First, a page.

Milestoning

It's Personal, Novelicious, Uncategorized, Writing

Today is…important, I think.  I sent the first 4000 words of my novel to my first readers.  I’ve sent bits and pieces to folks over the last few months, but this is a solid, cohesive chunk of the book.  I know, in my mind, that this is a “big deal,” but the feelings probably won’t set in until I hear back from…The Readers.

I suppose what I’m thinking is normal.  That I wrote too much, was rambling and chaotic, pedantic and pontificating, and generally couldn’t organize one spoon in an empty drawer. The piece that gnaws at me most is that I’m not writing a purely academic piece or doing a literature review, but it would be easy to fall into that trap.  It would be easy to drop into academic mode, but it wouldn’t be good.  And, ultimately, I would be bored.

But putting forth an idea grown out of my own brain, with no formal research or literature propping it up is scary.  I worry if it’s already out there somewhere, or if it’s just pure bullshit.  The people I’ve shown it to so far love it and believe it’s important, and I do too. I feel pretty satisfied so far – I think I’ve done a far job for a first pass.  But the sense of urgency is strong and now that I have a sense of the process, I’m impatient to keep moving.

The moon rises

Corrections, Hard Stuff, Reflection, Uncategorized, Writing

Some mornings when I enter the parking lot, the full moon perches on the tip of a silhouetted pine – enormous and pale, gray and ephemeral.  Over the gatehouse and Medium security buildings, it is unseen, and unappreciated.  In the Minimum security facility, when sunrise is late and sunset is early, the women may catch a glimpse of the moon and early stars in the moments it takes to walk between buildings.

With October, evening yard comes to a close.  During the winter months, there is no chance to see the night sky. Overhead, there are clouds or rain, and the purpling buzz of flourescent lights.  If they are lucky, people living in prisons see the sky during approved daylight hours, but only then.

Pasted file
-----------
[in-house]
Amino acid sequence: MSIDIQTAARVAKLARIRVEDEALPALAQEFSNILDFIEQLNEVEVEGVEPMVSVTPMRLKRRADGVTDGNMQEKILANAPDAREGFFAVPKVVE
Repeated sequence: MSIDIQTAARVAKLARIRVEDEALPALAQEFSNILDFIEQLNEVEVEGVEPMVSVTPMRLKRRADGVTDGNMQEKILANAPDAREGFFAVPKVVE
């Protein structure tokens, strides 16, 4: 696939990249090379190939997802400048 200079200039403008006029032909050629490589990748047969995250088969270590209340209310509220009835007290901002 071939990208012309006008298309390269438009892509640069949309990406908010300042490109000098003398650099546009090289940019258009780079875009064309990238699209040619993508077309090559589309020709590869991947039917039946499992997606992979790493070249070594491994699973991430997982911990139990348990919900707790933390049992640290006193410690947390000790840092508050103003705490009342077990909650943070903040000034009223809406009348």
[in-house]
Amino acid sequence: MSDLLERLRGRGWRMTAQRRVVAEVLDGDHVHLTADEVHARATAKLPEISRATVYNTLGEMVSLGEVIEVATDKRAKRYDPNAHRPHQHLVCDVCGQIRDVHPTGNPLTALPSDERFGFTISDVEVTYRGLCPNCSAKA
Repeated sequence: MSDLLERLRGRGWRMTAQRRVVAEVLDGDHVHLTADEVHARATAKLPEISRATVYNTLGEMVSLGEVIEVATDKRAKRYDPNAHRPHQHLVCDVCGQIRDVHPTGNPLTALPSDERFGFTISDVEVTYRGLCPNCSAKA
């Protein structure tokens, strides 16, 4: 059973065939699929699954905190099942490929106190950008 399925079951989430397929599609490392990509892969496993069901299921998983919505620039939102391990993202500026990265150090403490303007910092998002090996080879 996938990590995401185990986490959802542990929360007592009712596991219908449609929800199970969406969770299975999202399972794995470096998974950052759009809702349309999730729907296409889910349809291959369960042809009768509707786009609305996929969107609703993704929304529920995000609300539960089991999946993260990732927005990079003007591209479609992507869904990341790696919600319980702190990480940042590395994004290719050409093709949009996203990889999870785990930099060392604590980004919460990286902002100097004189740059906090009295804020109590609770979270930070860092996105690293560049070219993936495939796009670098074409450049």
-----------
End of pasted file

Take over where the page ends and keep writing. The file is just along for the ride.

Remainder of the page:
Women incarcerated in the Medium facility are restricted to sunlit hours.  The few daily hours of yard time happen while the sun rides high.  Shining bright, or clouded and dim, it looms in the blue or gray air, defining the limited outdoor environment.

There are no opportunities to view the sunset or sunrise, or the times in between. Their entire physical world is contained in one building, where they walk and walk; the same glossy gray floors and unchanging beige corridor. Women who spend their years in Medium custody will likely never see silvery moonlight, or midnight blue sky.  There are no walks in soft twilight or twinkling star-crusted nights.

The loss of these simple pleasures, the gentle indigo of evening and blushing rose of morning, is just another in the endless litany of losses, never-ending and ever-present through their time in prison.

The  freedom to walk when and where we choose is always deeply wound with laws, boundaries, social mores, and decisions about safety, but this is what it is like to lose that freedom entirely.

The moon transforms into a ghostly memory, floating above razor wire coils, no longer part of the world they know.

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